Thanks so much for the reply. I understand perfectly about the fault in proof. I was rather confused by the term "uniquely determined" and thought that I should show that it's linearly independent. But then why don't they just use the word "span" instead of "uniquely determined"? Is there a difference between the two? Hope you can explain this to me. Then the first part of the problem becomes quite easy, I guess. Take any vector $$v\in X$$. Since $$\{x_i\}_{i=1}^{n}$$ is a basis of $$X$$ we have,

$T(v)=T(a_1 x_1+\cdots+a_n x_n)=a_1 T(x_1)+\cdots+a_n T(x_n)$

Therefore $$\{Tx_i\}_{i=1}^{n}$$ spans $$\mbox{Img }T$$. Am I correct?

The second half of your proof is also a bit confusing: what is it you are claiming $T(X)$ is topologically isomorphic TO? It certainly is NOT $T(X)$, unless $T$ is bijective.
When I am writing the answer I took $$T$$ maps $$(X,\,\|\cdot\|_X)$$ into $$(Y,\,\|\cdot\|)_Y$$. And since both are $$n-dimensional$$ $$X$$ and $$Y$$ are topologically isomorphic. But there is a mistake in my original post. The last inequality should be,

$c_1\|x\|_X\leq \|Tx\|_Y\leq c_2 \|x\|_X$

I also figure out now that there's a obvious mistake here. We don't know whether $$Y$$ is n-dimensional or not. I have to start from the beginning. Edit: I think I got it. There's another theorem;

Let $$(X,\,\|\cdot\|_X)$$ and $$(Y,\,\|\cdot\|)_Y$$ be two normed linear spaces over $$F$$. If $$X$$ is finite dimensional, then any linear transformation $$T:\, X\rightarrow Y$$ is bounded.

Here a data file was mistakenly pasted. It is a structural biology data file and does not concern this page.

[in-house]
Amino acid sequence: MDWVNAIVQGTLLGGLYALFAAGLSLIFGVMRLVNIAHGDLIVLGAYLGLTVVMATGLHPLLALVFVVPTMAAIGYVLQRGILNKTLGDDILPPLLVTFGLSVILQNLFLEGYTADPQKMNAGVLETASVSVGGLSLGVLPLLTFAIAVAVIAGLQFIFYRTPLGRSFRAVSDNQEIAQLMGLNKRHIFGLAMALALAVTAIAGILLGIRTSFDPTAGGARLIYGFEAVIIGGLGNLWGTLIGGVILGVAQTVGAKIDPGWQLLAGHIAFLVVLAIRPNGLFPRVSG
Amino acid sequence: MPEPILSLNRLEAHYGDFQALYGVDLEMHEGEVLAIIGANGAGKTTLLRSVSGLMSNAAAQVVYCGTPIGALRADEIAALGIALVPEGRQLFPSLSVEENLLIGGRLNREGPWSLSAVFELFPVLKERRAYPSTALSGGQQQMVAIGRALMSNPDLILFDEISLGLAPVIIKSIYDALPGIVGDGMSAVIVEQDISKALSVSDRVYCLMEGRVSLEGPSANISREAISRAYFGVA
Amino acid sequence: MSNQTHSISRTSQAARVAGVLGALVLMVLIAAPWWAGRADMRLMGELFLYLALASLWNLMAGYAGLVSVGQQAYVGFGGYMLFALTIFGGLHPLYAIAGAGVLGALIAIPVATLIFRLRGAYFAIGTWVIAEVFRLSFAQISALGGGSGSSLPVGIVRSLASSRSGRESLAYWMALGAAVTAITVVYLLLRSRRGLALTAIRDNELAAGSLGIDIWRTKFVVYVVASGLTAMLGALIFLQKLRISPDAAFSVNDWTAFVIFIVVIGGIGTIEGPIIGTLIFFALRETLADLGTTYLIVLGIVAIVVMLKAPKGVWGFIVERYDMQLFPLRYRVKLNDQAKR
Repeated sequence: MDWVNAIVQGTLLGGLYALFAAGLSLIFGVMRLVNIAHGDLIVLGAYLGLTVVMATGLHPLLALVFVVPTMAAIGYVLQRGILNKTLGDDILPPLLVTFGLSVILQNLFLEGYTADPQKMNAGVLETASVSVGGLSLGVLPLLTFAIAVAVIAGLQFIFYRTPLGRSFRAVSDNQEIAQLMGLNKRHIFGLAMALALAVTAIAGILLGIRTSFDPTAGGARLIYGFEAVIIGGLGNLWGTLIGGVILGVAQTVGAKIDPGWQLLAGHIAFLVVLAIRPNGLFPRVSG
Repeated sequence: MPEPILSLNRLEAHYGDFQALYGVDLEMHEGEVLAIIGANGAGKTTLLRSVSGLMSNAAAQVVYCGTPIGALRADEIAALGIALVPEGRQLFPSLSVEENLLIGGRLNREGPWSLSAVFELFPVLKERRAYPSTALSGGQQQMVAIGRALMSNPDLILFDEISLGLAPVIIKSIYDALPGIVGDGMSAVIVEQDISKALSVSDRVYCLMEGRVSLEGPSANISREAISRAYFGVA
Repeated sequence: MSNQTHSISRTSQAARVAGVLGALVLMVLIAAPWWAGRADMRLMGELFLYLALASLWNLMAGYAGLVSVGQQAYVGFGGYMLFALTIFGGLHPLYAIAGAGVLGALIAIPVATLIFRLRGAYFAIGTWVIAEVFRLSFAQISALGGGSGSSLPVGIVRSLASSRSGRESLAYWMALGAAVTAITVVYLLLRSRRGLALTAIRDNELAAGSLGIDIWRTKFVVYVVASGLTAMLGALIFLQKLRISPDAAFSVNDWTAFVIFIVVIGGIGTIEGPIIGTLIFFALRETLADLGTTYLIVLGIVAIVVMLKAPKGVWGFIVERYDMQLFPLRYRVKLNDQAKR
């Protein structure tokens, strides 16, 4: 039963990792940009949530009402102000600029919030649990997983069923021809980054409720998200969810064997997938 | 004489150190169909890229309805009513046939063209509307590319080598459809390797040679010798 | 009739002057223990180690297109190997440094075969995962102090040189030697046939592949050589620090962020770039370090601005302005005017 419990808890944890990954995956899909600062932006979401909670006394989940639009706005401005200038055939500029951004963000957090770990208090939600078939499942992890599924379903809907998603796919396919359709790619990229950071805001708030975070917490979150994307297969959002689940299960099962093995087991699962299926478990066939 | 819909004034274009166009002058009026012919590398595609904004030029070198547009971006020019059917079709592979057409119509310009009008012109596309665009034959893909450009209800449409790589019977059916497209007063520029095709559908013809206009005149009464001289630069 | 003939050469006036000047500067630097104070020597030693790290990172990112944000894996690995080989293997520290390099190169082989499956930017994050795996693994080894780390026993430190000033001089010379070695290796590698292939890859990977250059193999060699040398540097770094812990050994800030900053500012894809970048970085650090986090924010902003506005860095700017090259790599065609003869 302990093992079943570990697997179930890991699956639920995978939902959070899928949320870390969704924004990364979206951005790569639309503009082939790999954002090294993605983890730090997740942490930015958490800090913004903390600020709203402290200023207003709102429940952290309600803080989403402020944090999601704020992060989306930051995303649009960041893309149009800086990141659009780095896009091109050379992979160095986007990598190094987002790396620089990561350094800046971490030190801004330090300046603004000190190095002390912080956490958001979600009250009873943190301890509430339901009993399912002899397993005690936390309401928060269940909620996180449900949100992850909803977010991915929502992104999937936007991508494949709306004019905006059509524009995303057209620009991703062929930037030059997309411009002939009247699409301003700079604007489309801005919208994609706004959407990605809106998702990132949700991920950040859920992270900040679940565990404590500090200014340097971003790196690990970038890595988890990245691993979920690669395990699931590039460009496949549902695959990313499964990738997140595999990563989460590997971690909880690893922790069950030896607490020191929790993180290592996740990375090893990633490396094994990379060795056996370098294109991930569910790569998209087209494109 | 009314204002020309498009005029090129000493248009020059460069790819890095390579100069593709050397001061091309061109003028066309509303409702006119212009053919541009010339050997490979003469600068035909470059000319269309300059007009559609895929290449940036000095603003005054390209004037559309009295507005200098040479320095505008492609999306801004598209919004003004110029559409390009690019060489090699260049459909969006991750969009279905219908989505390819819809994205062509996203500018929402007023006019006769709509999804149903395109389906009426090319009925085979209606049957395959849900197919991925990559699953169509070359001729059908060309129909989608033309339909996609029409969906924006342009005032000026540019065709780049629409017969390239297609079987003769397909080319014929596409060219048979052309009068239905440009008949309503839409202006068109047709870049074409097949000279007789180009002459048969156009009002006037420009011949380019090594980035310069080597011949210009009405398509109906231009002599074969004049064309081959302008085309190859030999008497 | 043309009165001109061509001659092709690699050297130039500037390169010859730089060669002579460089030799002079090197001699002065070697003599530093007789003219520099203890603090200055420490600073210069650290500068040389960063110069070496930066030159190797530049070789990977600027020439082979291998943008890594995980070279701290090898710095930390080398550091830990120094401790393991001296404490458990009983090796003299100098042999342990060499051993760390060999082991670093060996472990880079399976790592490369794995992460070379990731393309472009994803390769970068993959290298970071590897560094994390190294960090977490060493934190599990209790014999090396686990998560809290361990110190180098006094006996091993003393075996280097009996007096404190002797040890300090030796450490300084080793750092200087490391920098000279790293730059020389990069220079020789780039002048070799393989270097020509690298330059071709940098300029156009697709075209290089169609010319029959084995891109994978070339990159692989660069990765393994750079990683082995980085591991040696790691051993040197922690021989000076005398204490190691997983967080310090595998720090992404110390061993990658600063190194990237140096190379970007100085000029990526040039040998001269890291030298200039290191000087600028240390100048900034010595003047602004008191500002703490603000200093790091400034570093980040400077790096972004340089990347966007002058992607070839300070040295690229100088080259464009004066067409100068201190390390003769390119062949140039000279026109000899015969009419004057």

We can use this theorem to show that $$T$$ is bounded. Am I correct? Deveno

Well-known member
MHB Math Scholar
I'd like to address the first part of the problem, and then we can move on to the second part.

It's not generally true for a function $f:X \to Y$ that the value of $f$ on a finite subset of $X$ completely determines $f$. For example, when $X = Y = \Bbb R$ (and these are both vector spaces), there are an infinite number of functions with:

$f(0) = a$
$f(1) = b$

no matter how we choose $a$ and $b$.

So linear functions are very special in this regard: for a vector space of dimension 2, for example, we only need the value of a linear function at 2 (linearly independent) points to know which one we have. This is essentially saying that a linear function $T: X \to X$ is completely determined by its matrix relative to any basis for $X$.

You seem to be focusing on the values of $T$ and arguing these have only "one representation". This isn't what you want to do (and it's not TRUE). What you want to do is THIS:

Suppose that $S,T$ are two linear functions with:

$S(x_i) = T(x_i),\ i = 1,2,\dots,n$.

Then, for any $v \in X$:

$S(v) = S(c_1x_1 + \cdots c_nx_n) = c_1S(x_1) + \cdots + c_nS(x_n)$

$= c_1T(x_1) + \cdots + c_nT(x_n) = T(c_1x_1 + \cdots + c_nx_n) = T(v)$

so we conclude $S = T$.

Before we move on to part 2, make sure you understand this. Also, the notion of boundedness generally requires a norm...what norm are we using for $X$ (as it is not given by the problem)?

Sudharaka

Well-known member
MHB Math Helper